I can't find a source that says so directly, but presumably the amount of minerals that the USDA lists as being present in a food refers to the amount of mineral that is not insolubly bound to something at the time the food is eaten. It would be pointless to list mineral compounds that are completely indigestible  But once the food is eaten, the digestion process gives the minerals and oxalic acid the opportunity to get together and form a compound.

Sources including the Cleveland Clinic and Johns Hopkins say it's a good thing when excess oxalic acid binds with calcium in the intestines, because unbound oxalate can be absorbed into the body and cause kidney stones. They urge you to eat plenty of calcium, not to prevent calcium deficiency, but because they WANT it to bind with oxalate and be passed out of the body.

Consuming very large quantities of oxalates can cause oxalate poisoning, resulting in kidney damage or death. Rhubarb leaf is considered to be toxic because of the high levels of oxalic acid it contains.  There are other plants that contain dangerous levels of oxalate, and even excessive consumption of black tea can cause oxalate poisoning.  But these are extreme cases, and oxalate poisoning isn't a concern with ordinary consumption of plants that are generally recognized as food.

It's difficult to figure out how much of the calcium and other minerals in the diet are bound by oxalate.  The situation is complicated by the fact that the body manufactures its own oxalate (Holmes et al), and it's believed that 80-90% of the calcium oxalate in kidney stones came from internally-produced oxalate not from the diet (BioIndividual Nutrition). 

Chemistry can give us an answer about how much calcium can potentially be bound by the oxalate in foods. Unfortunately my chemistry knowledge is pretty weak, but it goes something like this.  Calcium has a molecular (mole) weight of 40 (PubChem), while calcium oxalate has a mole weight of 128 (PubChem), indicating that the oxalate has a weight of 88.  So oxalate will bind calcium in a ratio of 8.8 to 4, measuring by weight. Another way of saying this is that 2.2 milligrams of oxalate can bind 1 milligram of calcium.

This is the worst-case scenario as far as calcium is concerned, but the actual amount that's bound by oxalate will probably be less than that. Oxalate binds with mineral ions that have two positive charges (indicated by two plus signs after the mineral's symbol, for example Ca++). Calcium, iron, magnesium, manganese and zinc all occur in this form in the body (IASPOINT) and apparently in plants too. So oxalate can bind with all of these minerals, in the body and in plant foods. I've been told that the oxalaic acid should prefer some ions over others, but I haven't been able to find any information on what its preferences are (Hypography).  Riley et al seem to suggest that oxalate might prefer magnesium over calcium, at least during the formation of kidney stones, but I've been told that the paper is ambiguous.  They also indicate that other substances (like citrate) can compete against oxalate to bind the calcium.  Calcium citrate is highly digestible, so offering a little citrus fruit along with high-oxalate foods might help reduce the amount of calcium that is lost to the oxalic acid.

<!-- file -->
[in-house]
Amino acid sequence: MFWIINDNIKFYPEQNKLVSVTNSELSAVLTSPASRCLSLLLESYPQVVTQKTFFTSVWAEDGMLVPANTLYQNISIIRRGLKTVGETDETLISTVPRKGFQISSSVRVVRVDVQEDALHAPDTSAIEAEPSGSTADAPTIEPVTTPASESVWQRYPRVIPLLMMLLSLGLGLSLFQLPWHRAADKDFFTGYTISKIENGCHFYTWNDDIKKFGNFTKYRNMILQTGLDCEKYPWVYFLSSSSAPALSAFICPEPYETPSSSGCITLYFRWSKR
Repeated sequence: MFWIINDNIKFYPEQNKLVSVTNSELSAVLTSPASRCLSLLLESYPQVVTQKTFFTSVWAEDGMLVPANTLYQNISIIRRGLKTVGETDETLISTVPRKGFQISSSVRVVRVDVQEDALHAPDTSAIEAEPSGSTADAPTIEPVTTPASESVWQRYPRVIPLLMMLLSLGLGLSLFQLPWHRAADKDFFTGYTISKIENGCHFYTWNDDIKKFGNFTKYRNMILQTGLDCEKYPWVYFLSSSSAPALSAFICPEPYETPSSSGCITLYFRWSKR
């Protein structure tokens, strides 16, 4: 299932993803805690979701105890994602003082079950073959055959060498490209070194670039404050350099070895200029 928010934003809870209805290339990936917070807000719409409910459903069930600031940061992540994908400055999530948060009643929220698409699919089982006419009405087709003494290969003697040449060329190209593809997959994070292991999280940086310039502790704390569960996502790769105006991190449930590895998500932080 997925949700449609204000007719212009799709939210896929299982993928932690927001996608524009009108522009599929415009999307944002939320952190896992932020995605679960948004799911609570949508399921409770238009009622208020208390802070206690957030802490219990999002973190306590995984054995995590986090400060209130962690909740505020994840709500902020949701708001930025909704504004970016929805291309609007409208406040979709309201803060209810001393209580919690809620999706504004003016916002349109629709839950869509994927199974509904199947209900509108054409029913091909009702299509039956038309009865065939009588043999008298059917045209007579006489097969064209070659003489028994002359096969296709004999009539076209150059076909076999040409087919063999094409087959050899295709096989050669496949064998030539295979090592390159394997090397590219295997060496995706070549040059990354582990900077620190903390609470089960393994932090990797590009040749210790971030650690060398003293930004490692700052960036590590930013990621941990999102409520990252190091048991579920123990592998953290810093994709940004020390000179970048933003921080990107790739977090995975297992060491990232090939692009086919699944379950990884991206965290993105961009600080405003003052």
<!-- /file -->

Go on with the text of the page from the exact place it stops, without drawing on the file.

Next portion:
In any case, calcium ions are much more abundant in the body than any of the others (RSC, LiveScience), and calcium also tends to be more abundant than the other relevant minerals in plant foods. So a large percentage of the oxalic acid will probably end up binding to calcium regardless of what its preferences are, just because there is so much of it available to bind with.

Apparently there are other complicating factors as well.  Spinach contains more than enough oxalate to bind ALL the relevant minerals in the plant (NutritionData for mineral data, OxalicAcidInfo for oxalate data). But it's widely reported that 5% of the calcium in spinach is bioavailable, indicating that some of it escapes being bound by the oxalate. The amount of minerals that oxalate theoretically COULD bind is apparently not the amount that it actually DOES bind. There are numerous other factors that influence the bioavailability of minerals (Eufic). 

It's difficult to find comprehensive information on the bioavailability of minerals, but charts at Scientific Curiosity, HealthKismet, and Oxford have information on the amount of bioavailable calcium in a number of foods that are relevant to birdkeepers. Wake Health and OxalicAcidInfo have lists of the oxalate content in a number of foods. has a searchable database showing the oxalate content of more than 750 foods. 

Soaking, sprouting and cooking all help to reduce oxalate in foods. Table 2 of Savage et al shows the effect of cooking on oxalate levels in several common vegetables.

But as mentioned earlier, you probably don't really need to worry about this stuff unless you have an issue with kidney stones.  The real solution to the oxalate issue is to not go crazy with high-oxalate foods, and make sure that your bird's intake of calcium and other minerals is adequate.